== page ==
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I meant to go on to Benjamin Barber’s Consumed today, but I overslept, and I’m still wandering around with tea at ten o’clock in the morning.

Okay, I didn’t quite oversleep.  Rather, I got up at one, couldn’t get back to sleep, finally did get back to sleep around four, got woken by the alarm at four thirty five, went back to sleep again and finally woke up for good around nine.

So I’m addled, and I’ve got chocolates from Boxhill coming today, and a new series of Perry Mason videos to watch while correcting papers, and I’m not on track to say what I wanted to say about that book.

But it occured to me, in the middle of all of this, that I’m always struck by how incredibly frightening, and threatening, the whole concept of rights is.

I think that’s at least partially to blame for why so many peoplw want to install positive “rights.”  Positive “rights” aren’t real rights, and because they are not they come in conflict all the time, and as soon as you can say that “rights” are in conflict, you can limit and regulate rights.

But a right is, by definition, an area of space your government–democratic or otherwise, with the will of the majority or otherwise–cannot legislate.  It means that even in a democratic country and even if you are a minority of one, nobody can intrude on that space.  It means that no matter how repugnant your ideas or how dangerous your government or your fellow citizens find them to be, you cannot be stopped from expresing them.

In a way, this does in fact have something to do with Benjamin Barber’s book, because Barber is nearly obsessed with the “anarchic” nature of capitalism–and the problem with capitalism for him is largely in the fact that it is anarchic, that it is not under somebody’s control somewhere.

Real anarchy, though, is not the present system of capitalistism (to the extent that it exists at all), and it isn’t our Constitutional idea of unalienable, individual rights to be free of government power in some areas.

The problem is not that there is anarchy in these things, but that they inevitable lead to people making choices, having ideas, promoting opinions that we both fear and loathe.

I’m coming to believe that the hardest thing for human beings to do–much harder than losing weight or eliminating war or any of the rest of it–is to accept the fact that the law cannot, and SHOULD NOT, legislate morality.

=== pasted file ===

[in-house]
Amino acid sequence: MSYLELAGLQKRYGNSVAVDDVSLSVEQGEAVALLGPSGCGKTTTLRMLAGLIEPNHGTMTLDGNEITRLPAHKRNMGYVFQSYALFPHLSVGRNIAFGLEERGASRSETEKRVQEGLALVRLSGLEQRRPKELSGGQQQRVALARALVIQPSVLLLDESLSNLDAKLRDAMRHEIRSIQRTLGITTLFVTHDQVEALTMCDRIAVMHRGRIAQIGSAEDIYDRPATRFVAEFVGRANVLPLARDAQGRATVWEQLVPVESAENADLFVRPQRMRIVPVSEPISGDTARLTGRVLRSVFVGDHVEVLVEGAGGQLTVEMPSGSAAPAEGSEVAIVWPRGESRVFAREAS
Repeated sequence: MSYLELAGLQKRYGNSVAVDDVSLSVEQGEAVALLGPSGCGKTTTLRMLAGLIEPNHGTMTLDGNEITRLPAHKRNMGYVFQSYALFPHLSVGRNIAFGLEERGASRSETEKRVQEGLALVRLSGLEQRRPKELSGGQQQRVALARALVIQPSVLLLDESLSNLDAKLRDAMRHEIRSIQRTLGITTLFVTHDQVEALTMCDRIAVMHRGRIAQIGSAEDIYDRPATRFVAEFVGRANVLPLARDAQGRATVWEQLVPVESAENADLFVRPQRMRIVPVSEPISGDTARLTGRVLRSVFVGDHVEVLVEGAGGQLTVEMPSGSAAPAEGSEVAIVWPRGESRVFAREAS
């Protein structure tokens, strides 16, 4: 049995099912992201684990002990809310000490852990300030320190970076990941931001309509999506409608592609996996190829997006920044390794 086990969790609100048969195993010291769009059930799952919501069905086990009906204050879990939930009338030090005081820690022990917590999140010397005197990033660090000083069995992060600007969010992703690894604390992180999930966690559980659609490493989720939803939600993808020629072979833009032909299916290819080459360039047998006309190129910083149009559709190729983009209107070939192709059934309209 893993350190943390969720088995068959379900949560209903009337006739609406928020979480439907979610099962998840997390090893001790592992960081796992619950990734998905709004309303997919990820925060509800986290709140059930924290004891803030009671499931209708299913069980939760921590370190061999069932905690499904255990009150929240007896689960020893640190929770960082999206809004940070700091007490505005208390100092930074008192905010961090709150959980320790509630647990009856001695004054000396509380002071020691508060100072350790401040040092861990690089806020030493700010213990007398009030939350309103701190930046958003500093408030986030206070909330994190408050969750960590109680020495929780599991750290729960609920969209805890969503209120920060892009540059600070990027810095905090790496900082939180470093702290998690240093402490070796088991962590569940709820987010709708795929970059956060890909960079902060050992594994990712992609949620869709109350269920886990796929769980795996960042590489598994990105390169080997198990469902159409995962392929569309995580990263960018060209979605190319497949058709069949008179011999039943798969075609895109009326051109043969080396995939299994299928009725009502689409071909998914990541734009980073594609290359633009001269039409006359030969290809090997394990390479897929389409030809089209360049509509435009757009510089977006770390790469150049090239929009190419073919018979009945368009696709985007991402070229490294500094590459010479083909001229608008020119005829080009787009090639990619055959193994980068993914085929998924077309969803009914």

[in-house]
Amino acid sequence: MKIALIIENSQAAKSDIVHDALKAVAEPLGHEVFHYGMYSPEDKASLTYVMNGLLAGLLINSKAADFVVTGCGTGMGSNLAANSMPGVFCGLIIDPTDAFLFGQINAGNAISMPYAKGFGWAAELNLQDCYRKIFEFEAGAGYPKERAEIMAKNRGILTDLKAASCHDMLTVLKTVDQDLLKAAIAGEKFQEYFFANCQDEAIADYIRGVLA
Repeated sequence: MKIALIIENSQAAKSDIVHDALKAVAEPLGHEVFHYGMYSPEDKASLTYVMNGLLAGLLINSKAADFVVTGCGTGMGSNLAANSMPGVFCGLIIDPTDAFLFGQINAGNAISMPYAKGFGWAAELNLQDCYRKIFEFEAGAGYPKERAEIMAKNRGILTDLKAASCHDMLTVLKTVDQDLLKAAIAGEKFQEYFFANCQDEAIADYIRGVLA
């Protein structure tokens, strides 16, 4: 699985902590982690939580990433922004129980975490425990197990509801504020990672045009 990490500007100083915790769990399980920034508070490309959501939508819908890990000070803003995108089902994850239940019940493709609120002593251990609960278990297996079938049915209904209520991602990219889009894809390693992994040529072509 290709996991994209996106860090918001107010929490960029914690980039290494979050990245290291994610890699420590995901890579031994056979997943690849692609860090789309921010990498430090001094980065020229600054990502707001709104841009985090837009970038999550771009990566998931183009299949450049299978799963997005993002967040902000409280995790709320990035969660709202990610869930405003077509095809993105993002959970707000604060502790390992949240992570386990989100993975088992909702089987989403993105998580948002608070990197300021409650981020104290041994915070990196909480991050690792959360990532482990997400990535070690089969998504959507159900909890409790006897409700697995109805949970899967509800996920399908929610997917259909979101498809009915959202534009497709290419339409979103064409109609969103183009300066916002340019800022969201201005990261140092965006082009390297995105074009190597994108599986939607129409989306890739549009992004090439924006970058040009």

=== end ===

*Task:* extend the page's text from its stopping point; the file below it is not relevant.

At all.


The law is meant to keep the peace.  That’s it.  It isn’t supposed to do anything else. 

Moralities–or even Morality with a capital M, the One True Morality applicable to everybody everywhere under all circumstances–must be entered into voluntarily by each individual.

And every attempt of the law to force citizens to adhere to that morality, no matter how benign it sounds–be nice to people!  don’t hurt their feelings! don’t promote things we think are harmful!–always ends in the same place, and it isn’t with a better society.

I’m going to go drink this tea now, and see if the chocolates are on the porch.

If you don’t know Box Hill, you should go to


That’s my friend Janet, fellow refugee from the Connecticut Gold Coast, and she makes absolutely wonderful stuff.

In the Gregor novels, she also did the favors for Gregor and Bennis’s wedding.

Written by janeh

April 22nd, 2010 at 10:21 am

Posted in Uncategorized

4 Responses to 'Rights'

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  1. I don’t know that you can prove that moralities must be entered into voluntarily by each individual. I personally think they should, but that’s based on my personal beliefs. I can’t think of a reason to do so that could be generalized to all moralities, and definitely not one that applies if someone were able to get everyone to accept a One True Morality.

    You’re assuming a morality based on the individual’s needs and abilities to perfect himself morally. I think there are other kinds, more communally oriented. What’s the purpose of a moral code? Is it so that each individual can develop a beautifully thought-out philosophy that doesn’t impinge on or require anything from another human being? I think any moral code has to deal with other humans (although it’s sooo much easier to be morally upright if you don’t!) and as soon as you get other people into the equation, you are going to end up with some of them not accepting moral precepts which they must do for their companions moral code to exist in any meaningful way. And, of course, you get an overlap with the legal system, which, even if it’s primary purpose is to keep order, uses morality to decide which particular bits of order it will concern itself about.

    I do agree about positive ‘rights’, but I think that idea has escaped into the wild, and we’re stuck with it. I noticed a headline in my skimming of the news that the Duchess of York thinks everyone has a right to have two healthy daughters, like she does.